Many suppliers at the WBWE in November claimed buyers are increasingly using just-in-time strategies for sourcing. Is this something you are also seeing in Australia? 

No, not really.  If anything we are seeing the opposite for Australian wine at this time, since at least some buyers are moving toward securing longer supply terms in light of the reduced abundance of wine from Australia at present.

 

 

China has become the leading destination for Australian exports by value. If it weren’t for China would there have been a turnaround in Australia’s fortunes, i.e. would vineyard removals have been sufficient? 

Certainly China has been important to the recent turnaround in Australia’s wine fortunes and without China our recent export growth would have been diminished and hence the point of balance in supply and demand would have been otherwise delayed. There is no doubt about that. The removal of vineyards is, in most cases, an economic tragedy, and I think we have been very flippant in suggesting that too much of this variety or too much of that appellation has been planted. In Australia, the market is usually left to sort this out and as messy and as painful as it is, it usually delivers a better result than government intervention. One of the reasons why so many vineyards were planted here was a result of very generous tax depreciation allowances for new vineyards in the 1990’s and early 2000’s. A decade earlier, in the late 1980’s, the government was paying growers to remove vineyards! Government intervention such as this has been going on since Roman times, so I don’t think it is going to end anytime soon! But despite the regulatory settings, there are a lot of Australian winemakers that have been working diligently and quietly without fanfare to innovate and continually improve their market offerings during the last 10-15 years, during which time the economics for Australian wine have been extremely difficult. These activities are very hard to measure, and the turnaround in fortunes is very recent, but I think this is as a result of a lot of work by a lot of people over the past 10-15 years.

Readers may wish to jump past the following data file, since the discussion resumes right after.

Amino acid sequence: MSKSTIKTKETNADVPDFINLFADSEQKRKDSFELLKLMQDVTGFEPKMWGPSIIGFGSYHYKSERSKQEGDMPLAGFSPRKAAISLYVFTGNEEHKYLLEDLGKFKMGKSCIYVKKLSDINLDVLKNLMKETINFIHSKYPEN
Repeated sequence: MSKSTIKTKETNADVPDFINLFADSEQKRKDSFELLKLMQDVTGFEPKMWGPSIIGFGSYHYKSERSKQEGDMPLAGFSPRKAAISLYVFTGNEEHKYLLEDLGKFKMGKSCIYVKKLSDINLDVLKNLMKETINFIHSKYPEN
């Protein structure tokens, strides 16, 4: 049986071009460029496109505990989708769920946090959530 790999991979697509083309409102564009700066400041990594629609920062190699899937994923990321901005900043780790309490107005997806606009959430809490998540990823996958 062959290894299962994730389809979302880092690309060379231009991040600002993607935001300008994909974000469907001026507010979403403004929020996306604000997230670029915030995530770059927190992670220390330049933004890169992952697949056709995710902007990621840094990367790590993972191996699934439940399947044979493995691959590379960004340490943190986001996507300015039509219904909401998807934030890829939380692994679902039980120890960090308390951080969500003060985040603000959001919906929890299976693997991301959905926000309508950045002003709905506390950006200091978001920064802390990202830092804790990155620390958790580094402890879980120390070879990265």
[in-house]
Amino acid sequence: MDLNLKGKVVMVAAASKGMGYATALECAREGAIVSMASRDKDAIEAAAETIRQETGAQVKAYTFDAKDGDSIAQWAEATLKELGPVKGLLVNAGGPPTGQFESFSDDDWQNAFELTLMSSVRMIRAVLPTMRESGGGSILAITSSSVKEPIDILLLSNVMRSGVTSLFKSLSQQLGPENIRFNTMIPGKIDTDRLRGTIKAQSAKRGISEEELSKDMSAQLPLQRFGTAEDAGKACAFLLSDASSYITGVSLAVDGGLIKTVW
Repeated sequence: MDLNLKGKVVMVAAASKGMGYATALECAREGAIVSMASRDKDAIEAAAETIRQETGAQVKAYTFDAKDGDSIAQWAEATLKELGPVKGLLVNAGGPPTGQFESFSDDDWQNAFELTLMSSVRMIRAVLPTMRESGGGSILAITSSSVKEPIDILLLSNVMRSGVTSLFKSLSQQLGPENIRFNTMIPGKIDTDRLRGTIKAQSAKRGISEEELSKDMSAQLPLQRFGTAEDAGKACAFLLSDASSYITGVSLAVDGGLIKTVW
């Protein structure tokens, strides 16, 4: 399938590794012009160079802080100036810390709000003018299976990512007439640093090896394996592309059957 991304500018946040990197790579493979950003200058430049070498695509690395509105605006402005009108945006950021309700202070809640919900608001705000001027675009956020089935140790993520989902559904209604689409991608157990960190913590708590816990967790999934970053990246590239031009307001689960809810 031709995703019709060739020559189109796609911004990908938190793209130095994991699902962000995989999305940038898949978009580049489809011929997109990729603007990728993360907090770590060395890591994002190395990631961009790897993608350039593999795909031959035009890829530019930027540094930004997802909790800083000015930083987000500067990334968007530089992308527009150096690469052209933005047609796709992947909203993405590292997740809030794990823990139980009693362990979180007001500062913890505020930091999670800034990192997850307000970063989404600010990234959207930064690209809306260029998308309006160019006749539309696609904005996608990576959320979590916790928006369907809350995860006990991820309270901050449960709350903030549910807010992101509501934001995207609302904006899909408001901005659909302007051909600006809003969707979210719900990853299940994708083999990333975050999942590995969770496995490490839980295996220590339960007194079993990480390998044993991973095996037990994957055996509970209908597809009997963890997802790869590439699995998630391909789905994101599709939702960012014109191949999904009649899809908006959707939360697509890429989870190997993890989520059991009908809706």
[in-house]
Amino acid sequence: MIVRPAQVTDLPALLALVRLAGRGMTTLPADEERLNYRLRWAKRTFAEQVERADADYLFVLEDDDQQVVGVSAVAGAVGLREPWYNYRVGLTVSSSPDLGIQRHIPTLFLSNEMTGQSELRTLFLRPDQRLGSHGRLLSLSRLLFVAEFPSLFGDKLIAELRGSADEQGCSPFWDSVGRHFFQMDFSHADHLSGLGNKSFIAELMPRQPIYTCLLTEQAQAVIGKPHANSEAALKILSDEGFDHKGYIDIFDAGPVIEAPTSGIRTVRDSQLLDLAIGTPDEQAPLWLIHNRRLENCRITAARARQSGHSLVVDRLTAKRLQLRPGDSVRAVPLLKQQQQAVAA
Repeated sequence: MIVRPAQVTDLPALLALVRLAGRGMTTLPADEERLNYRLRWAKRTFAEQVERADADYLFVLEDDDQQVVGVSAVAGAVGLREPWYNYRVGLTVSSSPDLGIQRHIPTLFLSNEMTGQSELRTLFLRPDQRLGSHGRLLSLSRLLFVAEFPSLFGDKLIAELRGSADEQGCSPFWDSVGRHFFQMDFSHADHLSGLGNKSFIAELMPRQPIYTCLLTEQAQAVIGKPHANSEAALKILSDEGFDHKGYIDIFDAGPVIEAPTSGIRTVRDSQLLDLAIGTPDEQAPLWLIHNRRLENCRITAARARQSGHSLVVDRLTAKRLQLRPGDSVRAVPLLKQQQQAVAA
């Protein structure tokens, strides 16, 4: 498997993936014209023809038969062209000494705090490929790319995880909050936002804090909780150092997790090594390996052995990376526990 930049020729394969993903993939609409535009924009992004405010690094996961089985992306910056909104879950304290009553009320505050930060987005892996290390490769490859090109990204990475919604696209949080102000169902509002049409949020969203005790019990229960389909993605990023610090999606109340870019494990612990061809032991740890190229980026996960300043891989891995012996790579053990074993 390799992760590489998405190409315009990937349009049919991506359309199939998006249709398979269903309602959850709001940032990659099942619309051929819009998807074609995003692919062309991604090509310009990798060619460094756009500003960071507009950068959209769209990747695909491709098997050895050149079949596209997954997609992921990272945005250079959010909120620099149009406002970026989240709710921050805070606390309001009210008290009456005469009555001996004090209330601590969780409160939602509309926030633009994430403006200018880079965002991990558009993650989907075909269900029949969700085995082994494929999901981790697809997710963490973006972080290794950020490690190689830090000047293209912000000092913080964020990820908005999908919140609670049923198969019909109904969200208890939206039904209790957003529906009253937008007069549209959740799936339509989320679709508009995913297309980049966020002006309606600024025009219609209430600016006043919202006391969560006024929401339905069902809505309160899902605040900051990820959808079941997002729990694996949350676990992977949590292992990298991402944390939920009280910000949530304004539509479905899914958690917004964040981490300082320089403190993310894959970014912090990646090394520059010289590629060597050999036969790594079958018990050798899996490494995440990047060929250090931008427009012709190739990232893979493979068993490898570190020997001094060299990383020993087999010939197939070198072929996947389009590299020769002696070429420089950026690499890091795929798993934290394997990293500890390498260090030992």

Growth in China has been driven by premium wines. What direction do you see exports to China taking next?  

That is a difficult question!  In the short term I would expect a continuation of this trend, but beyond that it is very difficult to predict.

 

There have been media reports of Chinese investments in Australian vineyards – are these just a flash-in-the-pan or indicative of a significant and developing trend? 

I think it is a developing trend, since there seems to be interest from China in a variety of Australian assets across a variety of agricultural sectors.

 

How would you describe the global bulk wine market currently, both for Australian wines and in general?  

I would say it is highly competitive and highly price sensitive with competition from wines that are becoming more and more highly substitutable.